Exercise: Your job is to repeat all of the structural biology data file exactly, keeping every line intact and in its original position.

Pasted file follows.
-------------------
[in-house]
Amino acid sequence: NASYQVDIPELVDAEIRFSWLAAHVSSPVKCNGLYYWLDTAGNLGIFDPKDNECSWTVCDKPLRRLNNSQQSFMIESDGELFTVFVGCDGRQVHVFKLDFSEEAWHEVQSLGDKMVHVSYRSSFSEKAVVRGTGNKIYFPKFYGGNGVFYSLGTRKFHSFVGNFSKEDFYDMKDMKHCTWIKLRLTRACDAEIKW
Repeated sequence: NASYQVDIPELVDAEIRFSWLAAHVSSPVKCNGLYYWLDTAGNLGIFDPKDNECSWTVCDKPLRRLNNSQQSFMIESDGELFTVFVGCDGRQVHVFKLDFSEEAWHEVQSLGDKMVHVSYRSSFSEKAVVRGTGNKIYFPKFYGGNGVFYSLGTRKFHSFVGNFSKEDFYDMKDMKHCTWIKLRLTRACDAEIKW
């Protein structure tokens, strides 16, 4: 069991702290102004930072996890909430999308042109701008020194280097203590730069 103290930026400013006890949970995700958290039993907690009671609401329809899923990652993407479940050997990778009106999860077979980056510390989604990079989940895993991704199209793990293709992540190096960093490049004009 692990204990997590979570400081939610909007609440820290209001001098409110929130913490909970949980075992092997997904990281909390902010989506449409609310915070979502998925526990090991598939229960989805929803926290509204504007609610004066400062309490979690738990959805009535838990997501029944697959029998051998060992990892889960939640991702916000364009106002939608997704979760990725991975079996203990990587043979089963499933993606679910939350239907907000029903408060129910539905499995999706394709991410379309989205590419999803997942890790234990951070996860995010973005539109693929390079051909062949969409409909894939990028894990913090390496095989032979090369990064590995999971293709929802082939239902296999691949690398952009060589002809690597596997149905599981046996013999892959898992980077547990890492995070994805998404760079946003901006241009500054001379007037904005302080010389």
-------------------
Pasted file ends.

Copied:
[in-house]
Amino acid sequence: NASYQVDIPELVDAEIRFSWLAAHVSSPVKCNGLYYWLDTAGNLGIFDPKDNECSWTVCDKPLRRLNNSQQSFMIESDGELFTVFVGCDGRQVHVFKLDFSEEAWHEVQSLGDKMVHVSYRSSFSEKAVVRGTGNKIYFPKFYGGNGVFYSLGTRKFHSFVGNFSKEDFYDMKDMKHCTWIKLRLTRACDAEIKW
Repeated sequence: NASYQVDIPELVDAEIRFSWLAAHVSSPVKCNGLYYWLDTAGNLGIFDPKDNECSWTVCDKPLRRLNNSQQSFMIESDGELFTVFVGCDGRQVHVFKLDFSEEAWHEVQSLGDKMVHVSYRSSFSEKAVVRGTGNKIYFPKFYGGNGVFYSLGTRKFHSFVGNFSKEDFYDMKDMKHCTWIKLRLTRACDAEIKW
């Protein structure tokens, strides 16, 4: 069991702290102004930072996890909430999308042109701008020194280097203590730069 103290930026400013006890949970995700958290039993907690009671609401329809899923990652993407479940050997990778009106999860077979980056510390989604990079989940895993991704199209793990293709992540190096960093490049004009 692990204990997590979570400081939610909007609440820290209001001098409110929130913490909970949980075992092997997904990281909390902010989506449409609310915070979502998925526990090991598939229960989805929803926290509204504007609610004066400062309490979690738990959805009535838990997501029944697959029998051998060992990892889960939640991702916000364009106002939608997704979760990725991975079996203990990587043979089963499933993606679910939350239907907000029903408060129910539905499995999706394709991410379309989205590419999803997942890790234990951070996860995010973005539109693929390079051909062949969409409909894939990028894990913090390496095989032979090369990064590995999971293709929802082939239902296999691949690398952009060589002809690597596997149905599981046996013999892959898992980077547990890492995070994805998404760079946003901006241009500054001379007037904005302080010389």